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Further Legitimization Of Fibromyalgia As A True Medical Condition
28 Jun 2007
Fibromyalgia, a chronic, widespread pain in muscles and soft tissues
accompanied by fatigue, is a fairly common condition that does not
manifest any structural damage in an organ. Twenty-five years ago,
Muhammad B. Yunus, MD, and colleagues published the first controlled
study of the clinical characteristics of fibromyalgia syndrome. That
seminal article, published in Seminars in Arthritis and Rheumatism, led
directly to formal recognition of this disease by the medical
community. In the June 2007 issue of Seminars in Arthritis and
Rheumatism, Dr. Yunus once again makes an enormous contribution to the
field of chronic pain and fatigue by meticulously synthesizing and
interpreting the extensive body of scientific literature on
fibromyalgia and his own insights into the concept of central
sensitivity syndromes (CSS).
Fibromyalgia, affecting approximately 2% of the US population, is an
example of a class of maladies called CSS. These diseases are based on
neurochemical abnormalities and include irritable bowel syndrome,
migraine and restless legs syndrome.
Incorporating a critical review of over 225 publications and the
author's broad experience in fibromyalgia and related diseases, Dr.
Yunus describes 13 separate conditions that are related to central
sensitization (CS), where the central nervous system (spinal cord and
brain) becomes extremely sensitized on certain parts of the body, so
that even mild pressure or touch would cause much pain. Such
hypersensitivity may also be associated with other symptoms such as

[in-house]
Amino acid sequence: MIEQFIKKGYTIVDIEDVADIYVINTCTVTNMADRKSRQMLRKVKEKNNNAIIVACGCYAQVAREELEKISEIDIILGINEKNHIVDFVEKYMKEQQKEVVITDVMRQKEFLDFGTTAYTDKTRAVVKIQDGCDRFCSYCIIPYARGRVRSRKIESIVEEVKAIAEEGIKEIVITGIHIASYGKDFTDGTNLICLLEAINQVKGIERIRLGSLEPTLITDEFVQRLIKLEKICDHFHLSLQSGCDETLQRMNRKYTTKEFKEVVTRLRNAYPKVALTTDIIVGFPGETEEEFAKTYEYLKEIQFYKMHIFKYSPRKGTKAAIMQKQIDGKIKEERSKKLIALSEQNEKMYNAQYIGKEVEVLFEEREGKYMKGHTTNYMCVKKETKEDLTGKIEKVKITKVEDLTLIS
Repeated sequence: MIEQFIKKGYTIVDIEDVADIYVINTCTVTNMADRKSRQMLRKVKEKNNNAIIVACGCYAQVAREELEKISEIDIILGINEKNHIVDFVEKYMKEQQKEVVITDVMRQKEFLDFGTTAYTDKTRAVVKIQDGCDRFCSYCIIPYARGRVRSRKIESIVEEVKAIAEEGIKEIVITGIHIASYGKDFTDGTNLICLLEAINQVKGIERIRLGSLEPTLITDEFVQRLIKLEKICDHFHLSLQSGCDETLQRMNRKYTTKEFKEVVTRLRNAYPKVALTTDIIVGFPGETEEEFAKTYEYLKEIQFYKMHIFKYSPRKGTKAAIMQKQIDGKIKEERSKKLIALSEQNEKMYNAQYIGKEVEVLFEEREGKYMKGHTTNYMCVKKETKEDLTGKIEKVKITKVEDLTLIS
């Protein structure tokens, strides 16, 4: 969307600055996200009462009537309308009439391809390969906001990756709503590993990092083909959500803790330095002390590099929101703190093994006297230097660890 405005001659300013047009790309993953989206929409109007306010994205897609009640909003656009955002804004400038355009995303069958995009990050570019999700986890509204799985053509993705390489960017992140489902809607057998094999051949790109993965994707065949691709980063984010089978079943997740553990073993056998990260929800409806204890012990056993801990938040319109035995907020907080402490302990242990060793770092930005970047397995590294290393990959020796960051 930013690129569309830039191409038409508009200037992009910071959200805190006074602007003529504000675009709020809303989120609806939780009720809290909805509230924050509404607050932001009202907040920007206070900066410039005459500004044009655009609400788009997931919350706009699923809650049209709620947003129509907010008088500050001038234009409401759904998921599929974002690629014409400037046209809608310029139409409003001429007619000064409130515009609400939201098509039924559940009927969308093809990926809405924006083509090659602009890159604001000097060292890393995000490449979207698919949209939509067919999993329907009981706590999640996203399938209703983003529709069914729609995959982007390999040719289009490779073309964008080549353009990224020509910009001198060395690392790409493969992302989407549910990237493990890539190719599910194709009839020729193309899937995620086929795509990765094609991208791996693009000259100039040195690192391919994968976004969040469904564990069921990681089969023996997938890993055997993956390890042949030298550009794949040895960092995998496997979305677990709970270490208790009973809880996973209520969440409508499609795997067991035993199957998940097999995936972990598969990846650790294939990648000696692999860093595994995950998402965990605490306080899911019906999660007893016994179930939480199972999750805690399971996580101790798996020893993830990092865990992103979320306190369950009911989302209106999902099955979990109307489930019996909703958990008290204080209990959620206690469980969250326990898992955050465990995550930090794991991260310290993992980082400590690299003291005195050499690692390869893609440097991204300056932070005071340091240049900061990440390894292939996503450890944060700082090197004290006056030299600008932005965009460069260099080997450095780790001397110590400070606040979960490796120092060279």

poor sleep and fatigue.
According to Dr. Yunus, "CSS are the most common diseases that are
based on real neurochemical pathology and cause real pain and
suffering. In some patients stress and depression may contribute to the
symptoms but they are all based on objective changes in the central
nervous system." Dr. Norman L. Gottlieb, Editor of Seminars in
Arthritis and Rheumatism, believes that this article "advances our
understanding of fibromyalgia, unifies and advances concepts, and
suggests that this and several other common disorders have much in
common in terms of their biopsychosocial development. This, hopefully,
will expand both clinical and research interest in this group of
diseases and lead to advances in therapy for many of them."
In an accompanying editorial John B. Winfield, MD,
comments, "Without question, Muhammad Yunus is the father of our modern
view of fibromyalgia". Yunus, who took a rather more biological
approach to fibromyalgia in the past, now emphasizes a biopsychosocial
perspective. "In my view, this is tremendously important because it is
the only way to synthesize the disparate contributions of such
variables as genes and adverse childhood experiences, life stress and
distress, posttraumatic stress disorder, mood disorders, self-efficacy
for pain control, catastrophizing, coping style, and social support
into the evolving picture of central nervous system dysfunction
vis-a-vis chronic pain and fatigue ".Science and medicine now have a
rational scaffolding for understanding and treating chronic pain
syndromes previously considered to be 'functional' or 'unexplained.'
Neuroscience research will continue to reveal the mechanisms of CS, but
only if informed through a biopsychosocial perspective and with the
interdisciplinary collaboration of basic scientists, psychologists,
sociologists, epidemiologists, and clinicians."
Dr. Yunus concludes that CSS is an important new
concept that embraces the biopsychosocial model of disease. He
advocates further critical studies to fully test this concept which
seems to have important significance for new directions for research
and patient care involving physician and patient education. "Each
patient, irrespective of diagnosis," says Dr. Yunus, "should be treated
as an individual, considering both the biological and psychosocial
contributions to his or her symptoms and suffering."
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